Here are three stories:
- I had a dream last night that I was driving.
- I had a dream last night that I was driving, but I didn’t have any hands.
- I had a dream last night that I was driving, but I didn’t have any hands. My wife was in labor in the backseat. I steered with my teeth, weaving in and out of traffic, making it to the hospital just in time.
The first story is boring. The second story is weird. The third story is weird, but at least it’s a story, and that’s because it has conflict.
You passed middle school English class. You know that all stories are supposed to have conflict in order to qualify as stories.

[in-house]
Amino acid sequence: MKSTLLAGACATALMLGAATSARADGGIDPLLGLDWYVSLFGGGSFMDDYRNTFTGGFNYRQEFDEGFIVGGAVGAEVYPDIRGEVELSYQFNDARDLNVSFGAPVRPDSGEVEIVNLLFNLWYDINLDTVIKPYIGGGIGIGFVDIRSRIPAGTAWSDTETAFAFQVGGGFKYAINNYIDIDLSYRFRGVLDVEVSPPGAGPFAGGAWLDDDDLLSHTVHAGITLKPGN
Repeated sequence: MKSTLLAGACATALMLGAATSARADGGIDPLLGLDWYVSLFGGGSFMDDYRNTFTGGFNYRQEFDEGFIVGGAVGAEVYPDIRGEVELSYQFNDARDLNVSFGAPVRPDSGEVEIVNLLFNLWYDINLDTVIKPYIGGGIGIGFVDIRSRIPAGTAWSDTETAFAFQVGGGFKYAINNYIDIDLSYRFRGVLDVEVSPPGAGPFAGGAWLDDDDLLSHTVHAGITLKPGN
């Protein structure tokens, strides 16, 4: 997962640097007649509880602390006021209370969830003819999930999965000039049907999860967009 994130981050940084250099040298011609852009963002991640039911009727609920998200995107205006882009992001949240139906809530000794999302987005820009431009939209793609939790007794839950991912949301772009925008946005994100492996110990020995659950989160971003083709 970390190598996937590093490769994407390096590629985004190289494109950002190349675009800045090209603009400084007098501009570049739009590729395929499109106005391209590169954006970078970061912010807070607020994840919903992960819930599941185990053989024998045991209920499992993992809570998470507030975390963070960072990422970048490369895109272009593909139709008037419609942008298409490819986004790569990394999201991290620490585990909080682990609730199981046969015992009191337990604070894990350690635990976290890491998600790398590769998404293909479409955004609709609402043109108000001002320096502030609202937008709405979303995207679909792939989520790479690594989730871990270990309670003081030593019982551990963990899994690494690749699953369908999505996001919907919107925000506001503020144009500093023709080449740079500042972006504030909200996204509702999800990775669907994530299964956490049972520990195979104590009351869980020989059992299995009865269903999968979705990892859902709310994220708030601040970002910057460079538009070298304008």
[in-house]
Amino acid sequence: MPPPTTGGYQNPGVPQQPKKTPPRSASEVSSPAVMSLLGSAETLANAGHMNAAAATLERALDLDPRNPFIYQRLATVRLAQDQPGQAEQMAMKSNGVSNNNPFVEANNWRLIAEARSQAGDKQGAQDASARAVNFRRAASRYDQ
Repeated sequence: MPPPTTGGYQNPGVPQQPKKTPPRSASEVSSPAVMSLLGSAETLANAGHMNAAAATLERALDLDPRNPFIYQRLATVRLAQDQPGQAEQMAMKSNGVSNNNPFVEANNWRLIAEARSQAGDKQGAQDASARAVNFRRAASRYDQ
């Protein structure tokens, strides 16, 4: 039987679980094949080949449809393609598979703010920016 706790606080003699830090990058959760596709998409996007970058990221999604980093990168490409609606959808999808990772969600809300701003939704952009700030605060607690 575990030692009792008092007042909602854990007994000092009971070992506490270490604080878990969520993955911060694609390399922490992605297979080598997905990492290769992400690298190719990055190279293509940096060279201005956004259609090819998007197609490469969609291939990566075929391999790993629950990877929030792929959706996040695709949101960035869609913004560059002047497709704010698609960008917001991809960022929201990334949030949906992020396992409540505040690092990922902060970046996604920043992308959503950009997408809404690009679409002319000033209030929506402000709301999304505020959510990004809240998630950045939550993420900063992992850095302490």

Similarly, brands need some level of conflict in order to rise above the level of mere commodities and become something that people can actually care about. While storytelling and conflict can take a variety of forms within a brand, the most common way to introduce interesting, loyalty-breeding conflict into your brand is by creating an enemy.
But why would you want to harsh things up like that? Isn’t there a better way?
The good news is that no matter how nice you are and how good your brand is for you, your customers and the universe, you can absolutely find an enemy that you can define yourself against.